…and some snippets of affirmation from around the instagram world:

Brene Brown The magic is in the mess

Brené Brown
Our City Lights
Momastery

’tis the season for imposed expectations of cheer and warmth and unfettered celebration. it’s nice to know there are big voices out there advocating for a reality that is more complicated than that.

the guest house

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here we are, at the last of november.  wrapped in bed, with the window cracked just a little bit, so i can feel the new winter wind come in, imagine i can smell the coming rain.

at the edge of this holiday season, i find myself wondering at so many different things. this is the time of year i lose my friends to their families, and i lose myself to mine.  every once in a while, it catches me: delight at the thought of a pretty new cake recipe, excitement over the perfect present idea, images of baking up a cozy dinner for everyone and settling in for the night, candles lit, twinkly lights twinkling, heater turned on full blast.  but then i remember: come mid-december, my friends will quietly scatter, houses will empty out, and it’ll just be me. the sense of home i made for myself will dismantle, like it does every year, because the truth is, it’s a mock-up.  a stand-in.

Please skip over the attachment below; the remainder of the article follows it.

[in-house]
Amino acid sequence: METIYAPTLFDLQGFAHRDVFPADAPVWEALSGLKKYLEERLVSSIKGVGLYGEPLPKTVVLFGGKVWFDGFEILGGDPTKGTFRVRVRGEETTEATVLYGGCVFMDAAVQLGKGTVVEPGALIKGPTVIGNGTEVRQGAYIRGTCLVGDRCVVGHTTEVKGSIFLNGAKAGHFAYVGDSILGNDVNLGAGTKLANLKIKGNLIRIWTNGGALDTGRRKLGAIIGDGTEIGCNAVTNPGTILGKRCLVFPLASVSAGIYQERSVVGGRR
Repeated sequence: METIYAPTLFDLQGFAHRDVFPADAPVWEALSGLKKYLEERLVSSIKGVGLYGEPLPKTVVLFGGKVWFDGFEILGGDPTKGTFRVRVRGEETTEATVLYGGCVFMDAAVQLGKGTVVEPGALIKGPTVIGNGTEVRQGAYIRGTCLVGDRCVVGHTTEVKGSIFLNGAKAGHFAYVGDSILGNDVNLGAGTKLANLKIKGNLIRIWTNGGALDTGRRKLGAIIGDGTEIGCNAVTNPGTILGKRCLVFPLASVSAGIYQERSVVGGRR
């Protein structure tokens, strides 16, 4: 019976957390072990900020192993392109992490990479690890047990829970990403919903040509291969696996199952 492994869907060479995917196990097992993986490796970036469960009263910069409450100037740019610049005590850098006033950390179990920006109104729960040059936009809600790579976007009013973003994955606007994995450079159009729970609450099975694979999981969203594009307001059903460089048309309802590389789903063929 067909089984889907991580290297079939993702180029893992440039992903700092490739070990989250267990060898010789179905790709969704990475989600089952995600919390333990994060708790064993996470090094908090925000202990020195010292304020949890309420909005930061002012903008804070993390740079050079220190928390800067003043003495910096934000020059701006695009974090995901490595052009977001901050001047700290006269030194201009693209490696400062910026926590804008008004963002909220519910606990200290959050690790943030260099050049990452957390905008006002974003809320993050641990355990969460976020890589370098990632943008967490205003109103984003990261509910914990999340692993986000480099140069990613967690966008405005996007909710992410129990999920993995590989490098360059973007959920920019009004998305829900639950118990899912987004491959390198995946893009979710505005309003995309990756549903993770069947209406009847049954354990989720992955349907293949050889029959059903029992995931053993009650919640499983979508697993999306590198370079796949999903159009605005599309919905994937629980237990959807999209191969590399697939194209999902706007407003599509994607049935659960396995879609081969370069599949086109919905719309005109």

i have a family, they have a house, and  it’s not half-bad.  nice, even.  but it’s not home. and i have to return to it this time every year.

there is a lot of guilt mixed in with this grief. can’t i make the best of it? is it even really so bad? what do i know.  in the absence of others, this poem has been a comforting voice.

The Guest House

This being human is a guest house.
Every morning a new arrival.

A joy, a depression, a meanness,
some momentary awareness comes
as an unexpected visitor.

Welcome and entertain them all!
Even if they are a crowd of sorrows,
who violently sweep your house
empty of its furniture,
still, treat each guest honorably.
He may be clearing you out
for some new delight.

The dark thought, the shame, the malice,
meet them at the door laughing and invite them in.

Be grateful for whatever comes,
because each has been sent
as a guide from beyond.

— Jelaluddin Rumi
   translation by Coleman Barks

sundae sunday